Monday, 3 September 2012

A couple of interesting summer papers...

We are back from summer vacations. Here are a couple of papers published in August that are worth reading.
The first one is a study showing how NGS can be a useful and powerful method to improve diagnosis in syndromes with complex clinical presentation. The second paper illustrates the use of Solid and IonTorrent NGS platforms in diagnostic routine for the screening of BRCA mutations.

Exploring the utility of Whole-Exome Sequencing as a diagnostic tool in a child with Atypical Episodic Muscle Weakness.
Clin Genet. 2012 Aug 17

Hanchard NA, Murdock DR, Magoulas PL, Bainbridge M, Muzny D, Wu Y, Wang M, McGuire AL, Lupski JR, Gibbs RA, Brown CW.
Department of Molecular and Human Genetics, Baylor College of Medicine, One Baylor Plaza, Houston, Texas, 77030, U.S.A.; Texas Children's Hospital, 6621 Fannin Street,, Houston, Texas, 77030, U.S.A.

The advent of whole-exome next-generation sequencing (WES) has been pivotal for the molecular characterization of Mendelian disease; however, the clinical applicability of WES has remained relatively unexplored. We describe our exploration of WES as a diagnostic tool in a three-year old female patient with a two-year history of episodic muscle weakness and paroxysmal dystonia who presented following a previous extensive but unrevealing diagnostic work-up. WES was performed on the proband and her two parents. Parental exome data was used to filter potential de novo genomic events in the proband and suspected variants were confirmed using di-deoxy sequencing. WES revealed a de novo non-synonymous mutation in exon 21 of the calcium channel gene CACNA1S that has been previously reported in a single patient as a rare cause of atypical hypokalemic periodic paralysis. This was unexpected, as the proband's original differential diagnosis had included hypokalemic periodic paralysis, but clinical and laboratory features were equivocal, and standard clinical molecular testing for hypokalemic periodic paralysis and related disorders was negative. This report highlights the potential diagnostic utility of WES in clinical practice, with implications for the approach to similar diagnostic dilemmas in the future.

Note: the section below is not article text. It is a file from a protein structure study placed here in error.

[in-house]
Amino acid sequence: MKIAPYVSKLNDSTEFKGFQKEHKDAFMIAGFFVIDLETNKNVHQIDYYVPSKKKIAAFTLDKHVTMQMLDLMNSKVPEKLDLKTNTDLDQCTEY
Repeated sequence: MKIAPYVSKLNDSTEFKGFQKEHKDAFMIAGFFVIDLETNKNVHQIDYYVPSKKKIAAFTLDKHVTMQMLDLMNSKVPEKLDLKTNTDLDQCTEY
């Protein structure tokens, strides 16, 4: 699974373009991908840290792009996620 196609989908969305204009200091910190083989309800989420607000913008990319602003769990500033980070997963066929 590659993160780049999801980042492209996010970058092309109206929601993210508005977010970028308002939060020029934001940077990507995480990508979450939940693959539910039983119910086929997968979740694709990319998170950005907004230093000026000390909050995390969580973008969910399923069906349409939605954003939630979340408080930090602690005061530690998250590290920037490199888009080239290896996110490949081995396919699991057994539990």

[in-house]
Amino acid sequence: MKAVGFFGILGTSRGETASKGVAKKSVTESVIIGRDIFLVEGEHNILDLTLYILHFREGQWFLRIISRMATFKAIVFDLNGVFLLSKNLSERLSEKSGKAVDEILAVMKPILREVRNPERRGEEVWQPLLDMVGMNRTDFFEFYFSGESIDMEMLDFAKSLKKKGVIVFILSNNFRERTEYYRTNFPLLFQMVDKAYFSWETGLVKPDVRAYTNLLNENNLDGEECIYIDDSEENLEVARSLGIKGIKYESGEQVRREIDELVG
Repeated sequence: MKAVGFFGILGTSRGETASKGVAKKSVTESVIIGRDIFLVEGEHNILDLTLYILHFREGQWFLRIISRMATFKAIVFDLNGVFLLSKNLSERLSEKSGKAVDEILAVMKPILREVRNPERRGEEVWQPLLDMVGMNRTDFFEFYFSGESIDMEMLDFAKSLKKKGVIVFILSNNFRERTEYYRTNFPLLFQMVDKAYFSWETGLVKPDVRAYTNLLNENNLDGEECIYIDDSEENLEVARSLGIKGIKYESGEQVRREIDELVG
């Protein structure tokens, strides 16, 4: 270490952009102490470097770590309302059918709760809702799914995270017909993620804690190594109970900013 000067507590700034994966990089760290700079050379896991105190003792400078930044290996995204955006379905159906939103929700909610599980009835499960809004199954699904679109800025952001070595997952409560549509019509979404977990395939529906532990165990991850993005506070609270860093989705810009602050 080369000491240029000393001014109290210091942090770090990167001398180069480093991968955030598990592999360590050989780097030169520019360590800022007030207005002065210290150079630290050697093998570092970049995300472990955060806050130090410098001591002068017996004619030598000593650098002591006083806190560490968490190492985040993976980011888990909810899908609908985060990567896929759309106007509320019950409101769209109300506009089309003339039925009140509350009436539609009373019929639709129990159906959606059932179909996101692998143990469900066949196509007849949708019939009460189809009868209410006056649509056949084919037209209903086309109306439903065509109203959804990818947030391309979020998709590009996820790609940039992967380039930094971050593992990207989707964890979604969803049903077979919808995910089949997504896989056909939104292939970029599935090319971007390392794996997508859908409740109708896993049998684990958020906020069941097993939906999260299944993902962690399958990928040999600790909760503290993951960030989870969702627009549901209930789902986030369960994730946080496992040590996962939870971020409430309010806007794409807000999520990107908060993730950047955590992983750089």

Development of a Next-Generation Sequencing Method for BRCA Mutation Screening: A Comparison between a High-Throughput and a Benchtop Platform.
J Mol Diagn. 2012 Aug 22.

Chan M, Mo Ji S, Yeo ZX, Gan L, Yap E, Yap YS, Ng R, Tan PH, Ho GH, Ang P, Lee AS.
Division of Medical Sciences, National Cancer Centre, Singapore, Republic of Singapore.

In a clinical setting, next-generation sequencing (NGS) approaches for the enrichment and resequencing of DNA targets may have limitations in throughput, cost, or accuracy. We evaluated an NGS workflow for targeted DNA sequencing for mutation detection. Targeted sequence data of the BRCA1 and BRCA2 genes, generated using a PCR-based, multiplexed NGS approach using the SOLiD 4 (n = 24) and Ion Torrent PGM (n = 20) next-generation sequencers, were evaluated against sequence data obtained by Sanger sequencing. The overall sensitivity for SOLiD and PGM were 97.8% (95% CI = 94.7 to 100.0) and 98.9% (95% CI = 96.8 to 100.0) respectively, using automated variant calling. The specificity for the SOLiD platform was high, at 100.0% (95% CI = 99.3 to 100.0). PGM correctly identified all 3 indels, but 68 false-positive indels were also called. Equimolar normalization of amplicons was not necessary for successful NGS. Both platforms are highly amenable to scale-up (>384 or >16 samples per run for SOLiD and PGM, respectively), potentially reducing the reagent cost for BRCA testing to <US$200. Only 325 ng of DNA per patient is required, with similar coverage and accuracy obtained using DNA derived from peripheral blood or buccal wash samples. The strategy described is accurate and easy to incorporate into conventional workflow, and shows potential for mutation screening of clinically important gene targets in genetic disorders.

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